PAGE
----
• manage their personal identity data and reputation;
  • share their data with others without safety concerns;
  • log in to digital services without passwords;
  • digitally sign any type of document, such as claims and transactions.

Many companies offer universal digital identity solutions, including American ShoCard and HYPR, the English anti-counterfeit solution BlockVerify, the Finland-based service Identifi, and the South African startup Civic.

With blockchain, firms can also establish corporate identities while easily onboarding new employees. uPort has already created a digital identity management product addressing the needs not only of individual clients but also of enterprises.

5. Credit scoring

The conventional banking system ignores a large potential audience of 1.7 billion adults and 160 million small businesses worldwide. These neglected customers include

  • people living in rural areas;
  • people with no checking or savings account (the unbanked);
  • people with an account at an insured institution but who also use alternative financial providers (the underbanked).

Millennials form another group of unbanked who sometimes see no point in having a checking or savings account in a traditional bank. By disregarding these groups of consumers, banks lose around $380 billion annually in potential revenue.

Apart from the unbanked and underbanked, two more groups of consumers — credit invisible and unscorable — lack banking services. The Consumer Financial Protection Bureau (CFPB) points out that one in ten adults in the USA doesn’t have any credit history, and 19 million Americans have unscored credit records.

By unscorable consumers, we mean people who have credit records at least in one credit reference agency but the data is either too little or too out-of-date to generate a reliable score. Thus, millions of people are deprived of loans, mortgages, the ability to rent apartments, and more.

The blockchain can tackle this problem and provide a new way of credit scoring. The Royal Bank of Canada has already released a blockchain-powered credit scoring platform. This platform analyses more data sources than existing systems and estimates credit scores based on identification data, historical data, and predictions about borrowers.

Colendi, Bloom, and Enigma are services offering decentralized credit scoring for FinTech companies and allowing consumers to leverage global credibility identity.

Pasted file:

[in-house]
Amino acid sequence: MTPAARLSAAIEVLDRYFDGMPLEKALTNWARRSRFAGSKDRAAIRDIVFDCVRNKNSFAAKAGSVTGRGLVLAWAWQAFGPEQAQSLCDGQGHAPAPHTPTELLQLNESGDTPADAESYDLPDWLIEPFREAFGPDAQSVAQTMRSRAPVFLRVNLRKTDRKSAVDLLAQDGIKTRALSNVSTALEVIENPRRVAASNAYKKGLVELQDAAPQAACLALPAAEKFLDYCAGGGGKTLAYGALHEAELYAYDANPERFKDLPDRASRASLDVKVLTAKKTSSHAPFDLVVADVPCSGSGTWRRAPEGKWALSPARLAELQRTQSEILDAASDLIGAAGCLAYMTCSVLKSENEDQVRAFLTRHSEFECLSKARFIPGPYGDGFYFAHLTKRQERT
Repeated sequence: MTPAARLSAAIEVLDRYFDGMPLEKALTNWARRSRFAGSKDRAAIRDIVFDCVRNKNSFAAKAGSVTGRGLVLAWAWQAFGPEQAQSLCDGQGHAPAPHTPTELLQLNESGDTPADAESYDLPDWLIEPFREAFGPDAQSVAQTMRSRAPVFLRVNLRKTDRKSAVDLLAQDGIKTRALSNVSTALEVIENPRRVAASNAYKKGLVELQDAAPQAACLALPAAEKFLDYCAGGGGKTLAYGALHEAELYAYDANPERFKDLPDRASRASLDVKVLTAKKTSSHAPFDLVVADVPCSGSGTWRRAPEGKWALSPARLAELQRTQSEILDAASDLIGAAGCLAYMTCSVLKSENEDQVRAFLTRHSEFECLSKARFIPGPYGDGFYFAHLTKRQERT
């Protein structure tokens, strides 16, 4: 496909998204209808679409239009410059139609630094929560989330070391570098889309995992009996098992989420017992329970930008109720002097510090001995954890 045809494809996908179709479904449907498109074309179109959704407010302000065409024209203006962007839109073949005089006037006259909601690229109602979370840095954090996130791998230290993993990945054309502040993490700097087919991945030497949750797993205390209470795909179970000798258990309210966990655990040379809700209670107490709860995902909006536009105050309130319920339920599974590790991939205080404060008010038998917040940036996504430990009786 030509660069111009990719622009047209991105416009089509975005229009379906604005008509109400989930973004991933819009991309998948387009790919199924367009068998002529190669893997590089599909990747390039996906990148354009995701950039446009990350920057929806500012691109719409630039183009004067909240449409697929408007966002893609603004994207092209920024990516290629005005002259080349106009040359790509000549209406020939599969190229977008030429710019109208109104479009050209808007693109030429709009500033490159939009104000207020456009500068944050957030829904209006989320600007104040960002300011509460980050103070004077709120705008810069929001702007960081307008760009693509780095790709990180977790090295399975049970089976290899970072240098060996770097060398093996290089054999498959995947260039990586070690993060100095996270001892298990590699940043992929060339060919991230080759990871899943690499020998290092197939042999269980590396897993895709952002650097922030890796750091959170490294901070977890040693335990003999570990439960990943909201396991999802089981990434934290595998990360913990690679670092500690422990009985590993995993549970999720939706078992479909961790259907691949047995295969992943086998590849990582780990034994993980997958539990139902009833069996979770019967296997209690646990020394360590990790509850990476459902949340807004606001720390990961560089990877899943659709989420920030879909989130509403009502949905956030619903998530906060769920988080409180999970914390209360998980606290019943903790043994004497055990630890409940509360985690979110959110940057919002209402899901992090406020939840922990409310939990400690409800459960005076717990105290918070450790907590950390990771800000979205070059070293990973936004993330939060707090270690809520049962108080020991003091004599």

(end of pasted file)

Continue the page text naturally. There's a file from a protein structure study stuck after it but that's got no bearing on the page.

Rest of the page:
Unbancked and Underbancked Consumers

6. Smart loyalty programs

Beyond securing and streamlining financial processes, the blockchain can reform customer rewards systems. With blockchains, companies have access to a wide range of low-cost loyalty programs they can customize to meet the needs of distinct customer groups.

Blockchain-based loyalty programs are fully trackable, so firms can analyze at any time how much money was spent, which programs work, and which don’t work.

The blockchain also reduces unnecessary frictions related to loyalty programs, making them more convenient for consumers. Since an inconvenient and time-sapping registration process stops 70 percent of consumers from signing up for a loyalty program, a blockchain can drive higher levels of customer involvement and satisfaction.

Benefits of Smart Loyalty Programs
Based on data provided by the Waves open-source blockchain platform

There are many blockchain ecosystems, including Waves, Loyyal, and Qiibee, that provide advanced rewards solutions. Qiibee, for example, creates a unique coin for each new partner. For instance, the company created the Sausalitos Coin for Sausalitos, Germany’s leading cocktail bar and restaurant chain.

Blockchain-powered vs traditional FinTech

Even though there are certain risks associated with the blockchain, this technology can reshape the whole way that FinTech companies function in the global economy. Once you can understand the potential of the blockchain and when and how to apply it, you can push your business way beyond your competitors.

If you want more posts related to the blockchain and other innovative technologies, subscribe to our blog.